Today however, I am in a much better place because I have learnt to manage my diet, exercise, lifestyle and itching. I regulate my activity levels and stay as far away from the sun as humanly possible. I believe in creating my own normal. You’re bound to have good days and bad days like any normal person. There will be somethings that you cannot do or are advised not to. That’s okay. These are not limitations or things that make your life harder. They are your building blocks to creating the kind of life that is sustainable for you, and your physical and mental well-being.
The key to creating your own normal lies in three things: Knowing what you can and cannot do, not being defined by other people’s ideas of what your life should and should not be and finally knowing and listening to your body and mind.
In the childish innocence of my younger days I operated under the assumption that I was capable of anything and that I knew everything. While puberty, society and other factors have made me see things more realistically, I still carry a good deal of that inherent spunk, fire and fight in me when I approach everything.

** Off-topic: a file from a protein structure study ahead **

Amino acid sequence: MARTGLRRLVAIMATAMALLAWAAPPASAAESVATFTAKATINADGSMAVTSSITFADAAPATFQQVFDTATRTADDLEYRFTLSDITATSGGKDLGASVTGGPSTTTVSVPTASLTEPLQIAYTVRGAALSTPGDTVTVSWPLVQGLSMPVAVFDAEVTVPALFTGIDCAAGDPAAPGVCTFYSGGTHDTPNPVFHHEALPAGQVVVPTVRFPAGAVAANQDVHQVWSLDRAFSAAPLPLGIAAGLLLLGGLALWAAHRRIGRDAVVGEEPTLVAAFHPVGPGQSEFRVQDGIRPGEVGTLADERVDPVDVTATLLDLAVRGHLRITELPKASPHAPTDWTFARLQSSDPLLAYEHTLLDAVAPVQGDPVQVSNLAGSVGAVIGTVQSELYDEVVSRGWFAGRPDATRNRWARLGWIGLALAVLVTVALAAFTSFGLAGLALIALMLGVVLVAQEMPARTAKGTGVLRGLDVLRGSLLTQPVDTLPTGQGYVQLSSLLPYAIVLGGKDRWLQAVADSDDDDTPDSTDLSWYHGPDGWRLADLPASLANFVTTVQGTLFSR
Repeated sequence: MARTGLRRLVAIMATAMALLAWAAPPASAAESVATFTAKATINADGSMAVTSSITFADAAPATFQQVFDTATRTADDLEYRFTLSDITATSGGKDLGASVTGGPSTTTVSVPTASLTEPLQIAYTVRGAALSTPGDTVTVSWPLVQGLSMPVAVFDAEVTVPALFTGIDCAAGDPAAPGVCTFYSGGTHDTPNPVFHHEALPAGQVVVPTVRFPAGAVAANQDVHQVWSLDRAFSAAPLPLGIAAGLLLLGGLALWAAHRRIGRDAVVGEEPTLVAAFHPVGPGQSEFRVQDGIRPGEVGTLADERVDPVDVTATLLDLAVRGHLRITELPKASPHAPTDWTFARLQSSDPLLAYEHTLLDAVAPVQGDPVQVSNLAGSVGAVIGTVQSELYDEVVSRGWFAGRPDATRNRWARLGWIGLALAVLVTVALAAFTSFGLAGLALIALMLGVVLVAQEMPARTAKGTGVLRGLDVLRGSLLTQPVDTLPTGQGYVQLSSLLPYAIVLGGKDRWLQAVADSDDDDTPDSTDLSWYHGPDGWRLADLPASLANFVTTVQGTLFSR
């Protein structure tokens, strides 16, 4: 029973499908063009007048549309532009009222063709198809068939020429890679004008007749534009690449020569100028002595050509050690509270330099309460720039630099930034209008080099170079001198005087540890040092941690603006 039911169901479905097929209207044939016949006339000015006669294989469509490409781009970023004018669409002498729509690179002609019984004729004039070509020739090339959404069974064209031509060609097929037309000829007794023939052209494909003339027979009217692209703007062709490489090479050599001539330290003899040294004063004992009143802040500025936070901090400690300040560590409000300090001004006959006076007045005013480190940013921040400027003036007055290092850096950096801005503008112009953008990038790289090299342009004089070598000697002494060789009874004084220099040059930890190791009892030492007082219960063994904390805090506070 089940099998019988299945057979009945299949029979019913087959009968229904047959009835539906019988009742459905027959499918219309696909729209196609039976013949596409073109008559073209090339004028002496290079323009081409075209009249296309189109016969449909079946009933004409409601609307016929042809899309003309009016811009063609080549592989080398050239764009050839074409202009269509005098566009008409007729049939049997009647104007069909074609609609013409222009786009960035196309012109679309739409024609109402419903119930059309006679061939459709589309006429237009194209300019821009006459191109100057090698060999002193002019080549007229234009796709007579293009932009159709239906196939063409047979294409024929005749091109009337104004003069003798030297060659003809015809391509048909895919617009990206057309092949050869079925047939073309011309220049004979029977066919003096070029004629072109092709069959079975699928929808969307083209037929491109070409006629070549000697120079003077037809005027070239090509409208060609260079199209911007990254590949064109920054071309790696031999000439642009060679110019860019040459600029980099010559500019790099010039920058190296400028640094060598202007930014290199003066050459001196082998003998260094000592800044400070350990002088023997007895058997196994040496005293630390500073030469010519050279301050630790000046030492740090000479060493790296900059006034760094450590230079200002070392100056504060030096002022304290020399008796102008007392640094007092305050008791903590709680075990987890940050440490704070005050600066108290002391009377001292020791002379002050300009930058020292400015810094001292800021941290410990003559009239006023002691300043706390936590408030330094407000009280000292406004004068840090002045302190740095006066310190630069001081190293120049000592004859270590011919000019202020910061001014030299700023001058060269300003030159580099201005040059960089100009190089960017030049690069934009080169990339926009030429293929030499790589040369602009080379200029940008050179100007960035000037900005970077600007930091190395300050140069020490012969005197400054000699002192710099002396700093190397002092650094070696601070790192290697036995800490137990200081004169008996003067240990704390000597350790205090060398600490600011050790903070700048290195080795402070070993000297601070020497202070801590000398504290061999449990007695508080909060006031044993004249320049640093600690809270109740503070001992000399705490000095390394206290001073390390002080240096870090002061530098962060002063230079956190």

People sometimes ask me how I manage and how I keep myself motivated. The answer lies in the fact that I want to lead a life beyond just the definition and strictures of my disease. This has ensured that my whole approach to life, as taught to me by my amazing parents, is to figure out solutions and ways to make things work. I am not abnormal or weaker or lesser than in the eyes of my parents — not merely because they are my parents, but also because we share an inherent belief that I can do most things a normal person can in my own time and way; after finding my balance and comfort. I do not believe in competition. I believe in contentment, gratitude and bettering myself every day so that I can be a better version of myself. If I tire at any point or fall sick (which I do often courtesy of low immunity), I sleep it out and get back to life as soon as I can. The self-awareness I mentioned earlier (on knowing and listening to myself) is what helps me decide when to accelerate, when to decelerate and when to completely take that break.